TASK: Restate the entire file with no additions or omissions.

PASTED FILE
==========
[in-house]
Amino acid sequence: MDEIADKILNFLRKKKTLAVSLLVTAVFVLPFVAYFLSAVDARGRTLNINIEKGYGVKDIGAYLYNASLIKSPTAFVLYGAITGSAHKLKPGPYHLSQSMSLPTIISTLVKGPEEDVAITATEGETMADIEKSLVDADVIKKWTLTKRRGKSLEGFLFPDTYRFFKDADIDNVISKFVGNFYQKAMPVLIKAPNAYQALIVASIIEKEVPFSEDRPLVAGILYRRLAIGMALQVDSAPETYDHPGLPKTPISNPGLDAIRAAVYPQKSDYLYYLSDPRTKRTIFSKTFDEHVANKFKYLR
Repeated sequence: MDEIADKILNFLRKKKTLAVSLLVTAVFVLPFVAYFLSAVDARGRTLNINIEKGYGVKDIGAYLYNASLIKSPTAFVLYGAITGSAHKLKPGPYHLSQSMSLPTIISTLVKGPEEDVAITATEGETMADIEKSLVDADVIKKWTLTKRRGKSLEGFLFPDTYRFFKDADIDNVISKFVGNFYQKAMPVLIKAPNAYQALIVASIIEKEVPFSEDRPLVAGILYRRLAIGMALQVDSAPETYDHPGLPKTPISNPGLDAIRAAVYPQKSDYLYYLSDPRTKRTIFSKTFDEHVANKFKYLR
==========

[in-house]
Amino acid sequence: MDEIADKILNFLRKKKTLAVSLLVTAVFVLPFVAYFLSAVDARGRTLNINIEKGYGVKDIGAYLYNASLIKSPTAFVLYGAITGSAHKLKPGPYHLSQSMSLPTIISTLVKGPEEDVAITATEGETMADIEKSLVDADVIKKWTLTKRRGKSLEGFLFPDTYRFFKDADIDNVISKFVGNFYQKAMPVLIKAPNAYQALIVASIIEKEVPFSEDRPLVAGILYRRLAIGMALQVDSAPETYDHPGLPKTPISNPGLDAIRAAVYPQKSDYLYYLSDPRTKRTIFSKTFDEHVANKFKYLR
Repeated sequence: MDEIADKILNFLRKKKTLAVSLLVTAVFVLPFVAYFLSAVDARGRTLNINIEKGYGVKDIGAYLYNASLIKSPTAFVLYGAITGSAHKLKPGPYHLSQSMSLPTIISTLVKGPEEDVAITATEGETMADIEKSLVDADVIKKWTLTKRRGKSLEGFLFPDTYRFFKDADIDNVISKFVGNFYQKAMPVLIKAPNAYQALIVASIIEKEVPFSEDRPLVAGILYRRLAIGMALQVDSAPETYDHPGLPKTPISNPGLDAIRAAVYPQKSDYLYYLSDPRTKRTIFSKTFDEHVANKFKYLR